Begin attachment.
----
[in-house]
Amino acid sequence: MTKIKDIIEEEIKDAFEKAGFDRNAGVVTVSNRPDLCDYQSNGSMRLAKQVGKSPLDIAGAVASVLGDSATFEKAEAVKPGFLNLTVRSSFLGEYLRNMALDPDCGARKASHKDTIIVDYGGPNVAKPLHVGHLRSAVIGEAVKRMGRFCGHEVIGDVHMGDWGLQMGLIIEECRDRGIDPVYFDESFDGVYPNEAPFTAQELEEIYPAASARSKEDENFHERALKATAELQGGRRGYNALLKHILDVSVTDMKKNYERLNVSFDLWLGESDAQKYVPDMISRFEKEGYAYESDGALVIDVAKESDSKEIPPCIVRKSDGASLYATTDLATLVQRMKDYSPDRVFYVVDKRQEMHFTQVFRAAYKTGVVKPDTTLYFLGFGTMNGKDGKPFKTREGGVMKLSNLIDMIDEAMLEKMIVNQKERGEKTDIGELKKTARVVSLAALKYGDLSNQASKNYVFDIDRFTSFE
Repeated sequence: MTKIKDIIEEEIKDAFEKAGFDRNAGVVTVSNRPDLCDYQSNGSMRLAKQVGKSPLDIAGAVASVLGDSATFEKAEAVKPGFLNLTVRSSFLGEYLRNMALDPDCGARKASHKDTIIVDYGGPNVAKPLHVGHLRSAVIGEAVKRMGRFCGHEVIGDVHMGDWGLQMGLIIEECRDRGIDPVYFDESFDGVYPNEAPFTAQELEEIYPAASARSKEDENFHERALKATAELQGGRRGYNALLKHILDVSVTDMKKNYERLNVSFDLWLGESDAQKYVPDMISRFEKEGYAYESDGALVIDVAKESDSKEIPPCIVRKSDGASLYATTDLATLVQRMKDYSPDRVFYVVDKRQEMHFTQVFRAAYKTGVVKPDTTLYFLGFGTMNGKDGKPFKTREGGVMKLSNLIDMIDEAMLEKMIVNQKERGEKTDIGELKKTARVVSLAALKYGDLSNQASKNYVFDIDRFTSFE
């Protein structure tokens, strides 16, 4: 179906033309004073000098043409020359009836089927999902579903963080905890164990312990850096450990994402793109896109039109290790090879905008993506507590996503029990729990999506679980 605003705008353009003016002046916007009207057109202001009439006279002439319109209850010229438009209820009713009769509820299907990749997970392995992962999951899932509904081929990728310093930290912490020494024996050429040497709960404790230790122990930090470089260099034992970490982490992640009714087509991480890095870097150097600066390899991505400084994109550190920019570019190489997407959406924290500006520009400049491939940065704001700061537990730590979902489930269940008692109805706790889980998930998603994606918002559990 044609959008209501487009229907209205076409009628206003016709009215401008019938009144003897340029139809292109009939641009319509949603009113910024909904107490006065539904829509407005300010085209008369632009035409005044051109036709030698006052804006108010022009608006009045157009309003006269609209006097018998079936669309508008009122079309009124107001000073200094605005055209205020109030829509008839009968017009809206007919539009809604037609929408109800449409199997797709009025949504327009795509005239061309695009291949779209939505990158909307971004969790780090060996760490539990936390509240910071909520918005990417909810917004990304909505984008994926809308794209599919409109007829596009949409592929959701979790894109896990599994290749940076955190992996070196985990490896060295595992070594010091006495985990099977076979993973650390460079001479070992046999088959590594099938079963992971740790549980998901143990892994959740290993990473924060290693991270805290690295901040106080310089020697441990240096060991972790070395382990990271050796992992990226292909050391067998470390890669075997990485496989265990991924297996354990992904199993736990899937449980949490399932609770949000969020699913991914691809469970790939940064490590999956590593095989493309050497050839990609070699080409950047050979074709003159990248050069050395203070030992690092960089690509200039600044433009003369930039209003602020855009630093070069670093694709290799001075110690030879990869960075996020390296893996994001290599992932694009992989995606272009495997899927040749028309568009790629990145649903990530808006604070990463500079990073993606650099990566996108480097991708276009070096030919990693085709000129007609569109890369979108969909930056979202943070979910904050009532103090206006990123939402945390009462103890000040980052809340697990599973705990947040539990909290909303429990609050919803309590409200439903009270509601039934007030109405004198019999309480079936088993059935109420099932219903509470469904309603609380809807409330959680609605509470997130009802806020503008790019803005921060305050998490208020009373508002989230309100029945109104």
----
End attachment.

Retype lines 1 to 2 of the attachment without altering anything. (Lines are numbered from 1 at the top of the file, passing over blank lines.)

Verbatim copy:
[in-house]
Amino acid sequence: MTKIKDIIEEEIKDAFEKAGFDRNAGVVTVSNRPDLCDYQSNGSMRLAKQVGKSPLDIAGAVASVLGDSATFEKAEAVKPGFLNLTVRSSFLGEYLRNMALDPDCGARKASHKDTIIVDYGGPNVAKPLHVGHLRSAVIGEAVKRMGRFCGHEVIGDVHMGDWGLQMGLIIEECRDRGIDPVYFDESFDGVYPNEAPFTAQELEEIYPAASARSKEDENFHERALKATAELQGGRRGYNALLKHILDVSVTDMKKNYERLNVSFDLWLGESDAQKYVPDMISRFEKEGYAYESDGALVIDVAKESDSKEIPPCIVRKSDGASLYATTDLATLVQRMKDYSPDRVFYVVDKRQEMHFTQVFRAAYKTGVVKPDTTLYFLGFGTMNGKDGKPFKTREGGVMKLSNLIDMIDEAMLEKMIVNQKERGEKTDIGELKKTARVVSLAALKYGDLSNQASKNYVFDIDRFTSFE